The evidence would have supported a conviction of carnal knowledge of a juvenile, but the jury gave the lesser verdict of attempted carnal knowledge. A conviction of attempt can be entered even though the crime was actually perpetrated. LSA-R.S. 14:27 C.

This assignment lacks merit.


Defendant contends that the trial court's evidentiary rulings deprived him of a fair trial, confrontation of witnesses and presentation of a defense.

The victim testified that her mother had previously accused others of having sex with her. Her mother denied any previous accusations. When the sole defense witness was asked if her son had been accused by the mother of having sex with the victim, the state's objection was sustained. The state maintained that the question called for hearsay evidence and evidence of the prior sexual conduct of the victim.

Testimony about an out-of-court statement, offered to prove the truth of the statement, is hearsay and inadmissible. LSA-R.S. 15:434;5 State v. Sheppard, 350 So.2d 615 (La., 1977). Asking whether the victim's mother had made a certain accusation did not call for a hearsay response. The question was intended to establish that the words were spoken, not that they were true. State v. Moore, 414 So.2d 340 (La., 1982). The evidence was not barred by LSA-R.S. 15:498.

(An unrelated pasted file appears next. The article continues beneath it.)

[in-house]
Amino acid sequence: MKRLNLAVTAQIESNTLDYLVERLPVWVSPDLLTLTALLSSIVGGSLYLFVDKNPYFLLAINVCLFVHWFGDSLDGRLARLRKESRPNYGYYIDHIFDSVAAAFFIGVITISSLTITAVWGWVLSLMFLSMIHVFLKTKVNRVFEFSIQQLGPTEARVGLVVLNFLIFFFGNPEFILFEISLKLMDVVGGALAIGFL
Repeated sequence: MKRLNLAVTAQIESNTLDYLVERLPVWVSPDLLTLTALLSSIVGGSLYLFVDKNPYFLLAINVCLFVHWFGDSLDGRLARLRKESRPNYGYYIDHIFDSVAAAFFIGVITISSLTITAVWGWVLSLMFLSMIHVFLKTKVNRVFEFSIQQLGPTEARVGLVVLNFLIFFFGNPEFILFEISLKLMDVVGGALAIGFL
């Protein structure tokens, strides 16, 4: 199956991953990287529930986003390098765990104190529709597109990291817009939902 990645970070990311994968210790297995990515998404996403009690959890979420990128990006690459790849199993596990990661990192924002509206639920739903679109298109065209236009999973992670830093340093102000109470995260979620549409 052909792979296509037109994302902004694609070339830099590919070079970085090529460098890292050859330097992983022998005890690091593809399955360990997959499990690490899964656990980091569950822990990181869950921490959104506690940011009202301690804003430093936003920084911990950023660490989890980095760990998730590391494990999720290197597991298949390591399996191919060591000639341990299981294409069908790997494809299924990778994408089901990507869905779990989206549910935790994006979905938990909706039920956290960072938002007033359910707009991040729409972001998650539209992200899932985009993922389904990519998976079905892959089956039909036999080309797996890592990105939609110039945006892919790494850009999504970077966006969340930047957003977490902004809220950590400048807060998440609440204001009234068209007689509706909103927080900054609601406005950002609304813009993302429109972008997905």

As to the victim's prior sexual conduct, "LSA-R.S. 15:498 is intended to prevent rape [or carnal knowledge] victims from being attacked and impeached on the irrelevant issue of general unchastity. The statute is contained in Part X of Chapter 2, `Impeaching and Corroborative Evidence.' Only evidence of prior sexual conduct which impeaches a victim's general `reputation for chastity is excluded by the statute." State v. Langendorfer, 389 So.2d 1271 at 1274 (La., 1980). The question may be construed as intending to impeach the mother and not to attack the victim's reputation for chastity, the victim having admitted that she was not chaste. The excluded evidence was irrelevant to the issue of defendant's guilt or innocence, LSA-R.S. 15:435,6 and defendant was not entitled to impeach the testimony and credibility of the mother on an irrelevant issue. LSA-R.S. 15:494.7